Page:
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Posted 26/09/2017

BRINGING COMMERCIAL PROPERTY UP-TO-DATE - FACTORS TO CONSIDER

Many people see an opportunity in buying a house at a reduced price as it needs refurbishment or complete renovation.

Equally, in the commercial sphere, there is scope for tenants to take secondary or tertiary office space that needs updating if they are willing to put in the work.

Not only can the rent per square foot be cheaper, but the landlord can also make significant contributions to the work needed to bring the office space up-to-scratch.

Particular legal points to note are as follows:

• Who pays for what? If the space needs refurbishment, the tenant should ask for a rent-free period equivalent to the length of time it takes to carry out the works. It may also be possible to ask the landlord either for a financial contribution or an additional rent-free period to deal with the structure of the work space, which ordinarily ought to be the landlord’s responsibility. That way, the tenant is not paying rent for the period he is carrying out works when he cannot use the premises for its commercial purpose. He can upgrade the premises at the landlord’s cost.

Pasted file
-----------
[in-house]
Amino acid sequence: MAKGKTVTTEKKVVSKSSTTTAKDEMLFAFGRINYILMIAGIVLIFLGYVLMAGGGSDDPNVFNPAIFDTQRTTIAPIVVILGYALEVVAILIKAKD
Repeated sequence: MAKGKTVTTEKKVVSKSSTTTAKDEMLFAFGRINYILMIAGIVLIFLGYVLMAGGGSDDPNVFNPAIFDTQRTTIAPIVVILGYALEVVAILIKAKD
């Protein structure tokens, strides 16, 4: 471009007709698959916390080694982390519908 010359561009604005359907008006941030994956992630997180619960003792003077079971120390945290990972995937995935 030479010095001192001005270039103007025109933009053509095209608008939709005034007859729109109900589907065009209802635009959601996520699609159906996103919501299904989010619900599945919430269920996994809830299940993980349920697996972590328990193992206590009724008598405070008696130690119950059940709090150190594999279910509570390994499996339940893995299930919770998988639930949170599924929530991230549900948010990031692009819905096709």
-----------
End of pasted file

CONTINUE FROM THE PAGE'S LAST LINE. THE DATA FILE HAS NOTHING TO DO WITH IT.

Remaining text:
• Repair: If the office space is taken in poor repair, it is critical to ensure that the lease agreement does not require the tenant to put it or keep it in a perfect state of repair and condition. The condition of the premises ought to be recorded in what is called a ‘schedule of condition’ which is simply a photographic or written survey report that records the existing disrepair. The importance of this is that when the tenant leaves the property he doesn’t want the landlord to demand that he returns the property in a better condition than it was in before he took it on.

• Documentation: These critical points need to be included either in the lease document or a licence for works, which gives the tenant permission to carry out the refurbishment works and sets out the rights and responsibilities of both parties. Further it is critical that the improved state of the premises is not taken into account on any rent review in the lease if the works have been paid for by the tenant. Otherwise the rent would be inflated upon review to take into account the fact that the premises are in a substantially better state and condition than they were in at the beginning of the lease before the tenant’s works.

Commercial property partner Alasdair Garbutt deals with a wide range of work in relation to sales & acquisitions, development transactions, landlord and tenant and property management matters. He has particular expertise in property investments, property management, clawback, overage, options, business leases and development and security documents.

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